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Tuesday, September 24, 2013

I Left Some Books in Paris by Vonnie Davis

I'm sitting in the top floor of my stepson's condo building near the River Spree in Berlin, watching clouds quickly drift by the skylights. It's a brisk, windy day today. Calvin and his son, having talked themselves out, are both asleep on the sofa, a dog curled against each of them and idle iPads on their laps. I'm going to use this quiet period to talk to you about Paris.

We'd gone to the City of Light for two reasons--to enjoy the city once again and so I could do some research for a couple stories. Writing involves a lot of research, either online, in books, through piles of old photos or in person at a specific location. Some places I get to visit. Others I read about and take notes the old fashioned way. With both methods, my goal is to be as accurate for my readers as I can. You deserve no less. Right? So, settle in with a cup of coffee or herbal tea and lLet me tell you about a renown bookstore in Paris.

During the era of The Lost Generation, shortly after World War I, American Sylvia Beach opened a book store on the Left Bank. More than a bookstore, this narrow shop became the cultural center for artists, especially the American expatriate community. Authors, poets, artists and their supporters congregated both in the store and the lending library. Many Americans, with no permanent addresses, also used the bookstore as an unofficial post office, where they had their mail forwarded. This photo shows Sylvia, in the dark clothing, her life-partner in lighter clothing and author James Joyce.

The shop was located at 12 rue de L'Odeon and was frequented by Hemingway, James Joyce, F. Scott Fitzgerald, Gertrude Stein, Ezra Pound, T.S. Eliott, Picasso, Modigliani and other members of the Paris art scene of that era.  Here's the building as it appears today, trimmed in red and full of women's attire.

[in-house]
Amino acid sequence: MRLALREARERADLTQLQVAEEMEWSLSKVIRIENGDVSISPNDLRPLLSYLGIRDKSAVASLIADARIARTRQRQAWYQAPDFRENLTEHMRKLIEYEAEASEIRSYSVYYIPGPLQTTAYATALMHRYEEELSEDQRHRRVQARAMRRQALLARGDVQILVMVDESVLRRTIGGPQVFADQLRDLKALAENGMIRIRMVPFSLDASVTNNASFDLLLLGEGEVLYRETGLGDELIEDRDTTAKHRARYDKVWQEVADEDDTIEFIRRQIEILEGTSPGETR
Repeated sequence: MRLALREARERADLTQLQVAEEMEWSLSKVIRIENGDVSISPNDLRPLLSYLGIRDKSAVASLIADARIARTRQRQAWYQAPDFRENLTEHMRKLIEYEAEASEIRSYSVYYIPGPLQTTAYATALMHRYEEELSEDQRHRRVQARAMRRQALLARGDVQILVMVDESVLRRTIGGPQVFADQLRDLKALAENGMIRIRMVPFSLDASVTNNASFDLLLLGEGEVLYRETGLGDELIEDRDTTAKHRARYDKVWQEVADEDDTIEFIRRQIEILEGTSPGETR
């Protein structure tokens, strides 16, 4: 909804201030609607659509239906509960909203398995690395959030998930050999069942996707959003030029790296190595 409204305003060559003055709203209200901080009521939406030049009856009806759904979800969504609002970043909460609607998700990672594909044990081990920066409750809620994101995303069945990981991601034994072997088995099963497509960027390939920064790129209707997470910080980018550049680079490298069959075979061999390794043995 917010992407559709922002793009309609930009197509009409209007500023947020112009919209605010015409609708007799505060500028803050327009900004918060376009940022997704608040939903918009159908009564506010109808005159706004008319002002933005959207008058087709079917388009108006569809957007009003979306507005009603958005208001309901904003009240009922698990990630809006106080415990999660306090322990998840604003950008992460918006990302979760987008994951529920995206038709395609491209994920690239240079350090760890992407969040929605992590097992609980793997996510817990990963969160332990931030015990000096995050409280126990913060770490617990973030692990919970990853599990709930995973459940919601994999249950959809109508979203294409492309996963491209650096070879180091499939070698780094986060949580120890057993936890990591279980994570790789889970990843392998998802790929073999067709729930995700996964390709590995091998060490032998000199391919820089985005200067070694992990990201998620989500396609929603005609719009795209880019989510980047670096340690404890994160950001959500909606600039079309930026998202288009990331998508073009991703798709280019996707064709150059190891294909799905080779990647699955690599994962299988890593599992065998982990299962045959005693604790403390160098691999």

Sylvia Beach and her partner Adrienne Monnier were a 1920s power couple – running two bookshops across the street from each other on the Rue de l’Odeon in the 6th arrondissement, or neighborhood zone. When the Nazi's invaded Paris, Sylvia closed her bookstore and left the city.

Shakespeare and Company's modern day descendant is now on rue de Bucherie in the 5th arrondissement, across the Seine from the Notre Dame Cathedral pictured above. It was opened in 1951 by American George Whitman. He operated it until his early nineties. His daughter Sylvia, named for the original owner of Shakespeare and Company, runs the literary institution now. Known worldwide, tourists stop to buy a book stamped with the famed Shakespeare and Company stamp.

There is a new book stocked in Shakespeare and Company now--my romantic suspense set in Paris, Mona Lisa's Room. I'd set a couple chapters in the bookstore and they appreciated the mention. To say I'm excited to have my book shelved there is an understatement. It was a rainy day and my hair was plastered from my hat, but I didn't care. I was achieving a dream...I left some books in Paris.


  1. What a wonderful trip you've had, Vonnie! And super that Shakespeare and Company now carries your award winning book. Your post inspired such longing in me to travel. At least I can travel vicariously with you. Thanks for the lovely photos and descriptions.

  2. I certainly understand your excitement! When my daughter and her husband were in Paris in the spring, she saw the French translation of my novel JANE (I'm Still Single) JONES in a bookstore on the Champs Elysees. She immediately took a pic with her cell phone and FBd me with it. I got chills just looking at the picture.

    So go right ahead and revel in the knowledge. You deserve it.


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